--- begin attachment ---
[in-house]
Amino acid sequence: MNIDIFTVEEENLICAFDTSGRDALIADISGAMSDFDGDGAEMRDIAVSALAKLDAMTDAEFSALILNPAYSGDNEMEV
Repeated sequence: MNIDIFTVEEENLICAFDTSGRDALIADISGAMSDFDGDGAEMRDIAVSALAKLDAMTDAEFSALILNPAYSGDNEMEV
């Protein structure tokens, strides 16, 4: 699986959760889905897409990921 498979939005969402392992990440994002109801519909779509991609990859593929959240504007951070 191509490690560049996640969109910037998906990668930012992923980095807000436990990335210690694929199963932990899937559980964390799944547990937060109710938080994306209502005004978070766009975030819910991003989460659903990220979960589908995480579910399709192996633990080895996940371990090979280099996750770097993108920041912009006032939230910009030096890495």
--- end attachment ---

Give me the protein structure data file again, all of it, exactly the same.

[in-house]
Amino acid sequence: MNIDIFTVEEENLICAFDTSGRDALIADISGAMSDFDGDGAEMRDIAVSALAKLDAMTDAEFSALILNPAYSGDNEMEV
Repeated sequence: MNIDIFTVEEENLICAFDTSGRDALIADISGAMSDFDGDGAEMRDIAVSALAKLDAMTDAEFSALILNPAYSGDNEMEV
């Protein structure tokens, strides 16, 4: 699986959760889905897409990921 498979939005969402392992990440994002109801519909779509991609990859593929959240504007951070 191509490690560049996640969109910037998906990668930012992923980095807000436990990335210690694929199963932990899937559980964390799944547990937060109710938080994306209502005004978070766009975030819910991003989460659903990220979960589908995480579910399709192996633990080895996940371990090979280099996750770097993108920041912009006032939230910009030096890495």